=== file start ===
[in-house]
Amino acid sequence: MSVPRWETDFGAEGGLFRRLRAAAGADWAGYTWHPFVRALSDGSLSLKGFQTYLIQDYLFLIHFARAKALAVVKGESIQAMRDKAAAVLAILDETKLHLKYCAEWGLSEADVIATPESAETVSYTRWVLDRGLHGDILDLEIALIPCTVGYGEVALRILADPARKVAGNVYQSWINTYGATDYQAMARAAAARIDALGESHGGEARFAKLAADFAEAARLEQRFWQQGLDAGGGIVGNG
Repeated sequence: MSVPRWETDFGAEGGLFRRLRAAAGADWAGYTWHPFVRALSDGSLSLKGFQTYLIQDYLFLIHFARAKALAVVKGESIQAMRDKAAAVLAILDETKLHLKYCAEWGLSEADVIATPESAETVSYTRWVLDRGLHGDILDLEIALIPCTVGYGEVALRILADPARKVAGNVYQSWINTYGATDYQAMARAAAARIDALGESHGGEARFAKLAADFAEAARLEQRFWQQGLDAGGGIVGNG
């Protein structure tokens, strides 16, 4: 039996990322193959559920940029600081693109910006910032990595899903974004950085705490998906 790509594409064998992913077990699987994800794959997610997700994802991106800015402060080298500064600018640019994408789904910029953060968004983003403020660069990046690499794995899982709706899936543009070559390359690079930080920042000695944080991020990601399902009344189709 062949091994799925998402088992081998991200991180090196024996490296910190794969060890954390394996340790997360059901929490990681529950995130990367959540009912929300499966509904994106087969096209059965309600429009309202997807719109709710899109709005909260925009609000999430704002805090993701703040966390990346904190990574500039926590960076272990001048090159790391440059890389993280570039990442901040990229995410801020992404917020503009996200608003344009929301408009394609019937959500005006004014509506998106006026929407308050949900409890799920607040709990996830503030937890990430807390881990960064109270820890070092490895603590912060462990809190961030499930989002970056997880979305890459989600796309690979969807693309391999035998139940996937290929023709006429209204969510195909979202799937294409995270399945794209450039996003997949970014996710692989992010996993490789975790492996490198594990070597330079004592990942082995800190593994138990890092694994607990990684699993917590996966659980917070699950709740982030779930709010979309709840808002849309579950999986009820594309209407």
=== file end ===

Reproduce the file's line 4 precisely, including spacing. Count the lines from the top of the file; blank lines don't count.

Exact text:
């Protein structure tokens, strides 16, 4: 039996990322193959559920940029600081693109910006910032990595899903974004950085705490998906 790509594409064998992913077990699987994800794959997610997700994802991106800015402060080298500064600018640019994408789904910029953060968004983003403020660069990046690499794995899982709706899936543009070559390359690079930080920042000695944080991020990601399902009344189709 062949091994799925998402088992081998991200991180090196024996490296910190794969060890954390394996340790997360059901929490990681529950995130990367959540009912929300499966509904994106087969096209059965309600429009309202997807719109709710899109709005909260925009609000999430704002805090993701703040966390990346904190990574500039926590960076272990001048090159790391440059890389993280570039990442901040990229995410801020992404917020503009996200608003344009929301408009394609019937959500005006004014509506998106006026929407308050949900409890799920607040709990996830503030937890990430807390881990960064109270820890070092490895603590912060462990809190961030499930989002970056997880979305890459989600796309690979969807693309391999035998139940996937290929023709006429209204969510195909979202799937294409995270399945794209450039996003997949970014996710692989992010996993490789975790492996490198594990070597330079004592990942082995800190593994138990890092694994607990990684699993917590996966659980917070699950709740982030779930709010979309709840808002849309579950999986009820594309209407």